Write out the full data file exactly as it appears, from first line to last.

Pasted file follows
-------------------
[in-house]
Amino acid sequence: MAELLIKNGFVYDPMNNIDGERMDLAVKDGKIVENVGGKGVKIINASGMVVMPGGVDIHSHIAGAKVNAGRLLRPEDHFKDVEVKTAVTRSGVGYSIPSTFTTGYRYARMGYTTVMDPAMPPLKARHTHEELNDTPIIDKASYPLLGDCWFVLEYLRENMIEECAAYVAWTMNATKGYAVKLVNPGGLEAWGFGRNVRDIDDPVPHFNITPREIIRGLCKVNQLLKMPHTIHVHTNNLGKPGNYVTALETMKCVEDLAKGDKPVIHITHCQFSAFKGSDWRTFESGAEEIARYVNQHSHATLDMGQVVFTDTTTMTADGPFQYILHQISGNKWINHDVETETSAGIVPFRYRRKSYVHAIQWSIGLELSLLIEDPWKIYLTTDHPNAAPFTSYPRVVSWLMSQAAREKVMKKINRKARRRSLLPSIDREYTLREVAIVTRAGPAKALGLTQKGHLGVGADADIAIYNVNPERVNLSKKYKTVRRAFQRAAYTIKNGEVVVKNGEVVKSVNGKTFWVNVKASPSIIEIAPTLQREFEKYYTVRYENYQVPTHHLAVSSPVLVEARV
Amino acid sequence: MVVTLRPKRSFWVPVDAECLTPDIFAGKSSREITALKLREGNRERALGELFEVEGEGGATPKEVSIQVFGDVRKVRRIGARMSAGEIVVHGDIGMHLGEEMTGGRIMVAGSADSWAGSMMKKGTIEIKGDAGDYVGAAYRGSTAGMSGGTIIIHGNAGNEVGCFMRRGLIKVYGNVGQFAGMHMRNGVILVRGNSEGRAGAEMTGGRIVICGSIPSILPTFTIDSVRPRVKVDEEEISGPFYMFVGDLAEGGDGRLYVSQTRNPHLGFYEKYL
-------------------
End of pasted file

[in-house]
Amino acid sequence: MAELLIKNGFVYDPMNNIDGERMDLAVKDGKIVENVGGKGVKIINASGMVVMPGGVDIHSHIAGAKVNAGRLLRPEDHFKDVEVKTAVTRSGVGYSIPSTFTTGYRYARMGYTTVMDPAMPPLKARHTHEELNDTPIIDKASYPLLGDCWFVLEYLRENMIEECAAYVAWTMNATKGYAVKLVNPGGLEAWGFGRNVRDIDDPVPHFNITPREIIRGLCKVNQLLKMPHTIHVHTNNLGKPGNYVTALETMKCVEDLAKGDKPVIHITHCQFSAFKGSDWRTFESGAEEIARYVNQHSHATLDMGQVVFTDTTTMTADGPFQYILHQISGNKWINHDVETETSAGIVPFRYRRKSYVHAIQWSIGLELSLLIEDPWKIYLTTDHPNAAPFTSYPRVVSWLMSQAAREKVMKKINRKARRRSLLPSIDREYTLREVAIVTRAGPAKALGLTQKGHLGVGADADIAIYNVNPERVNLSKKYKTVRRAFQRAAYTIKNGEVVVKNGEVVKSVNGKTFWVNVKASPSIIEIAPTLQREFEKYYTVRYENYQVPTHHLAVSSPVLVEARV
Amino acid sequence: MVVTLRPKRSFWVPVDAECLTPDIFAGKSSREITALKLREGNRERALGELFEVEGEGGATPKEVSIQVFGDVRKVRRIGARMSAGEIVVHGDIGMHLGEEMTGGRIMVAGSADSWAGSMMKKGTIEIKGDAGDYVGAAYRGSTAGMSGGTIIIHGNAGNEVGCFMRRGLIKVYGNVGQFAGMHMRNGVILVRGNSEGRAGAEMTGGRIVICGSIPSILPTFTIDSVRPRVKVDEEEISGPFYMFVGDLAEGGDGRLYVSQTRNPHLGFYEKYL